Chemicals companies have a six-and-a-half-year window to realise the ambitious sustainability goals they've been publicising with aplomb in recent years. But we are just six and a half months from 2024, which heralds new regulatory emissions accounting responsibilities.
And when the International Sustainability Standards Board (ISSB) – or indeed, the US Securities & Exchange Commission (SEC) come calling – all the promises and pledges in the world won't cut it.
That’s the message from Tecnon OrbiChem sister company Prima Markets. Exactly why and how is explored in a presentation by Prima business development director Fiona Ribbins. We have distilled the presentation in a free-to-download eBook.
Prima – from ResourceWise – monitors availability and prices in low carbon fuels and low carbon feedstocks markets.
A UK-based enterprise, Prima has provided intelligence to businesses – most significantly those within the heavily mandated energy industry – since its founding in 2014.
...Sustainability standards are cascading through all industries....
Prima Markets' business development director Fiona Ribbins
speaking at AFPM's International Petrochemical Conference
‘Sustainability standards,’ says Ribbins, are ‘cascading through all industries. They are affecting all industries – particularly non-mandated industry.’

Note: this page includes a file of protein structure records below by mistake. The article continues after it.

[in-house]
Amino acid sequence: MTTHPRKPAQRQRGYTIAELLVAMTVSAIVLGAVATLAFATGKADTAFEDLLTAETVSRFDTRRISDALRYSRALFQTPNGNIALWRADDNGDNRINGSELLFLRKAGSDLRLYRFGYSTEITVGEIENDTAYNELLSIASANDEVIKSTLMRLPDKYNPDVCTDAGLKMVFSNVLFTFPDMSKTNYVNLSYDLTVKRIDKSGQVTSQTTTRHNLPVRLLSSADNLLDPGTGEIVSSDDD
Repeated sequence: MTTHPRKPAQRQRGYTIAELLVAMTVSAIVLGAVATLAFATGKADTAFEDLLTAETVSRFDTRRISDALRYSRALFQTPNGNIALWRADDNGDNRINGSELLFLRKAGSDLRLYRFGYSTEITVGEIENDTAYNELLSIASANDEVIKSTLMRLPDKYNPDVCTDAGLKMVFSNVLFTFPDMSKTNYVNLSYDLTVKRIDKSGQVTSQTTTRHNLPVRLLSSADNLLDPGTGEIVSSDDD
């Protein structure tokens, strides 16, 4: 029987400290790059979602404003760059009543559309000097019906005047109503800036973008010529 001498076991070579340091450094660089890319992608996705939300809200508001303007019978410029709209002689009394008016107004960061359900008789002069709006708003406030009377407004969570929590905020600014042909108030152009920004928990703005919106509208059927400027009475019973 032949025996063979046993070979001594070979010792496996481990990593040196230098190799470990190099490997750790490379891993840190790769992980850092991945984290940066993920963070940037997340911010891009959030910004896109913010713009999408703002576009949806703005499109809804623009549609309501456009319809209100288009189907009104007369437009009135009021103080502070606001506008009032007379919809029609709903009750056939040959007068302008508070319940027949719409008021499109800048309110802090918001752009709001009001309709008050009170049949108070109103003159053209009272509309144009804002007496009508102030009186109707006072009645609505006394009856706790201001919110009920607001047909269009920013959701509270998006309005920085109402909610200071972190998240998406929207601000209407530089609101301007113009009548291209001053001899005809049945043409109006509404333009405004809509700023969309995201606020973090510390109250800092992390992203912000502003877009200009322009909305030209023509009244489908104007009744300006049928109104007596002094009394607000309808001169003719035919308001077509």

What's a non-mandated industry in ESG terms?
If you don’t know what constitutes a non-mandated – or mandated – industry, the chances are it’s an industry sector in which your business sits.
The energy sector – as a mandated area of business – was very much the forerunner in low carbon matters, Ribbins explains.
This is largely based on the fact that government legislation has mandated that certain amounts of biofuel be blended into energy companies’ respective annual outputs. Both European countries and the US are mandated in this way.
The chemical sector has so far not been subject to these types of mandates ‘but this is changing,’ says Ribbins. ‘Sustainability standards are now dictating that companies pay more attention to sustainability reporting.’
Regs, legs & sustainability spotlight
‘The US Securities Exchange Commission is pushing forward regulations that will make sustainability reporting a must for so-called 'large filers'.
These companies must disclose material information regarding climate risks, corporate ESG policy and greenhouse gas (GHG) emissions. Although still at proposal stage, the SEC's climate disclosure rules are likely to start impacting business practice within a matter of months, not years.
...It means companies must declare what they are doing to reduce the greenhouse gas emissions for their products...
Besides the ISSB's introduction of stringent rules with regard to sustainability reporting, companies will increasingly have to consider exactly how their realworld practices mitigate carbon emissions.
According to Ribbins, this is feeding down to all industry. ‘It means everybody must declare what they are doing to reduce the GHG emissions for their products,’ she adds.
Balancing the fossil fuel-guzzling business
As William Bann outlined in his presentation How will the petrochemicals industry meet ESG expectations? – by its very nature – the petrochemicals sector is a significant consumer of fossil fuels.
In fact, the International Energy Agency (IEA) pinpoints the sector as the biggest growth driver in the demand for fossil fuels to 2030. ‘So, firstly, these businesses are set to expand their use of fossil fuels. But, at the same time, they have to cut emissions. This is a difficult position to be in,’ says Ribbins.